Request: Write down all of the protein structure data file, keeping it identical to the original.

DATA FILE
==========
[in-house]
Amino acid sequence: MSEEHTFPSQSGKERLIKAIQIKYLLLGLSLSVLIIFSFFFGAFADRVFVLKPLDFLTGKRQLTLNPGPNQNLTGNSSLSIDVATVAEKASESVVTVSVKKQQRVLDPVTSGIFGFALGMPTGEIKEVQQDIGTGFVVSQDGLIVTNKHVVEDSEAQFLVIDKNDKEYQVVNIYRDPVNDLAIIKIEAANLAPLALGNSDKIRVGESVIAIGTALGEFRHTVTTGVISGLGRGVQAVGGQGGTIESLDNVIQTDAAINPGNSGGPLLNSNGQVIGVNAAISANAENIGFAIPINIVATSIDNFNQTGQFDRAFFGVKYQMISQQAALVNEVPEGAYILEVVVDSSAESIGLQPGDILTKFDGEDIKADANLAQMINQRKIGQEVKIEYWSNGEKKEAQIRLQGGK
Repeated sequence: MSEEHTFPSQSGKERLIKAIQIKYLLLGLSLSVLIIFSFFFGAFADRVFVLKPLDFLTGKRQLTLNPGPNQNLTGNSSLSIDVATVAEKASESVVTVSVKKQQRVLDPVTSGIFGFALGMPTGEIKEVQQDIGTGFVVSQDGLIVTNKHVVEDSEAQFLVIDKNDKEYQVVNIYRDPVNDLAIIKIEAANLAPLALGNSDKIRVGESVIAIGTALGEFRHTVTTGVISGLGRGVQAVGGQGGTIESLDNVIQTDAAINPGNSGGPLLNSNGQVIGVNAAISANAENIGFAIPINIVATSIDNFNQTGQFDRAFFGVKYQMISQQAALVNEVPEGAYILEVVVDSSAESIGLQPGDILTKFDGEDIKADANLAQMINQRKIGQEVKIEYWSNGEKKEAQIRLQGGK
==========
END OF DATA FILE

[in-house]
Amino acid sequence: MSEEHTFPSQSGKERLIKAIQIKYLLLGLSLSVLIIFSFFFGAFADRVFVLKPLDFLTGKRQLTLNPGPNQNLTGNSSLSIDVATVAEKASESVVTVSVKKQQRVLDPVTSGIFGFALGMPTGEIKEVQQDIGTGFVVSQDGLIVTNKHVVEDSEAQFLVIDKNDKEYQVVNIYRDPVNDLAIIKIEAANLAPLALGNSDKIRVGESVIAIGTALGEFRHTVTTGVISGLGRGVQAVGGQGGTIESLDNVIQTDAAINPGNSGGPLLNSNGQVIGVNAAISANAENIGFAIPINIVATSIDNFNQTGQFDRAFFGVKYQMISQQAALVNEVPEGAYILEVVVDSSAESIGLQPGDILTKFDGEDIKADANLAQMINQRKIGQEVKIEYWSNGEKKEAQIRLQGGK
Repeated sequence: MSEEHTFPSQSGKERLIKAIQIKYLLLGLSLSVLIIFSFFFGAFADRVFVLKPLDFLTGKRQLTLNPGPNQNLTGNSSLSIDVATVAEKASESVVTVSVKKQQRVLDPVTSGIFGFALGMPTGEIKEVQQDIGTGFVVSQDGLIVTNKHVVEDSEAQFLVIDKNDKEYQVVNIYRDPVNDLAIIKIEAANLAPLALGNSDKIRVGESVIAIGTALGEFRHTVTTGVISGLGRGVQAVGGQGGTIESLDNVIQTDAAINPGNSGGPLLNSNGQVIGVNAAISANAENIGFAIPINIVATSIDNFNQTGQFDRAFFGVKYQMISQQAALVNEVPEGAYILEVVVDSSAESIGLQPGDILTKFDGEDIKADANLAQMINQRKIGQEVKIEYWSNGEKKEAQIRLQGGK